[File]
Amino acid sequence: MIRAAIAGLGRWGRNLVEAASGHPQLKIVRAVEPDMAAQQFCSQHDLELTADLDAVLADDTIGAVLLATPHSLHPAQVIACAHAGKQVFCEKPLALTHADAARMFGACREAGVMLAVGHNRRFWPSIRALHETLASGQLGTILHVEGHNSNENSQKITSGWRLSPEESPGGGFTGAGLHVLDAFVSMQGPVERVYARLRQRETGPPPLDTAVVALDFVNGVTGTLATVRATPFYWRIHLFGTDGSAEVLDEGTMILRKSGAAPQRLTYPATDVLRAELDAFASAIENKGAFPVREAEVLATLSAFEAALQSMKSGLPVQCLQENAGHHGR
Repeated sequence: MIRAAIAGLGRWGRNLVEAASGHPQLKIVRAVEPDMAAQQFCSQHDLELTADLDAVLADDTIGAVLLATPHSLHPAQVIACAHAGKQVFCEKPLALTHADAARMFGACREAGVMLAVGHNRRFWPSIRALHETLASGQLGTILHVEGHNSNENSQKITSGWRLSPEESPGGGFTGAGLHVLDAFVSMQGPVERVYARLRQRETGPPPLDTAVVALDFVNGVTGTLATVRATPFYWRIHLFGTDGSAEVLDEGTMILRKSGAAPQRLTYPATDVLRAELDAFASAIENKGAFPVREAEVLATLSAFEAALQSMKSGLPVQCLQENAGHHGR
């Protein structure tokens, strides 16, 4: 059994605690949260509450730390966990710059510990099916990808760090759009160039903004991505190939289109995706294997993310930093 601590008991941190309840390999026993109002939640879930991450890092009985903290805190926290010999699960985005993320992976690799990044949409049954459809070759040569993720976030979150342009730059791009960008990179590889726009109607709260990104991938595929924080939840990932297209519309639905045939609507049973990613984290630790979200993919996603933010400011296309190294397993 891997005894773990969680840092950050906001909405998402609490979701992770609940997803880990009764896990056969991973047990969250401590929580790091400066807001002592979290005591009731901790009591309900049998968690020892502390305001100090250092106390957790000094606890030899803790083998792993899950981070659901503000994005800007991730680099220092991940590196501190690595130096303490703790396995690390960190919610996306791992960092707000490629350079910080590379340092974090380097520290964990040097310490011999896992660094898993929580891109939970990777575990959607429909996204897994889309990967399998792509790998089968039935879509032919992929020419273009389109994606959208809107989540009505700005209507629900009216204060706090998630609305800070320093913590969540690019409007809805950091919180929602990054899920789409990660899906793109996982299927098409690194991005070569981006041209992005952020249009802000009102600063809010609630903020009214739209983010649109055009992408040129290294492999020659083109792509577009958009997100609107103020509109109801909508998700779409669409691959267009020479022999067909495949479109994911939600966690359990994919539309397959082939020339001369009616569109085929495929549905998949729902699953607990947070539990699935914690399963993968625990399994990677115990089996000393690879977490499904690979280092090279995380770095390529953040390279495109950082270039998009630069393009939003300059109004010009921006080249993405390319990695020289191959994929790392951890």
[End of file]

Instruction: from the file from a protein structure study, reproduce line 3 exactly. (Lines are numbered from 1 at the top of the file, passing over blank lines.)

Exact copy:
């Protein structure tokens, strides 16, 4: 059994605690949260509450730390966990710059510990099916990808760090759009160039903004991505190939289109995706294997993310930093 601590008991941190309840390999026993109002939640879930991450890092009985903290805190926290010999699960985005993320992976690799990044949409049954459809070759040569993720976030979150342009730059791009960008990179590889726009109607709260990104991938595929924080939840990932297209519309639905045939609507049973990613984290630790979200993919996603933010400011296309190294397993 891997005894773990969680840092950050906001909405998402609490979701992770609940997803880990009764896990056969991973047990969250401590929580790091400066807001002592979290005591009731901790009591309900049998968690020892502390305001100090250092106390957790000094606890030899803790083998792993899950981070659901503000994005800007991730680099220092991940590196501190690595130096303490703790396995690390960190919610996306791992960092707000490629350079910080590379340092974090380097520290964990040097310490011999896992660094898993929580891109939970990777575990959607429909996204897994889309990967399998792509790998089968039935879509032919992929020419273009389109994606959208809107989540009505700005209507629900009216204060706090998630609305800070320093913590969540690019409007809805950091919180929602990054899920789409990660899906793109996982299927098409690194991005070569981006041209992005952020249009802000009102600063809010609630903020009214739209983010649109055009992408040129290294492999020659083109792509577009958009997100609107103020509109109801909508998700779409669409691959267009020479022999067909495949479109994911939600966690359990994919539309397959082939020339001369009616569109085929495929549905998949729902699953607990947070539990699935914690399963993968625990399994990677115990089996000393690879977490499904690979280092090279995380770095390529953040390279495109950082270039998009630069393009939003300059109004010009921006080249993405390319990695020289191959994929790392951890």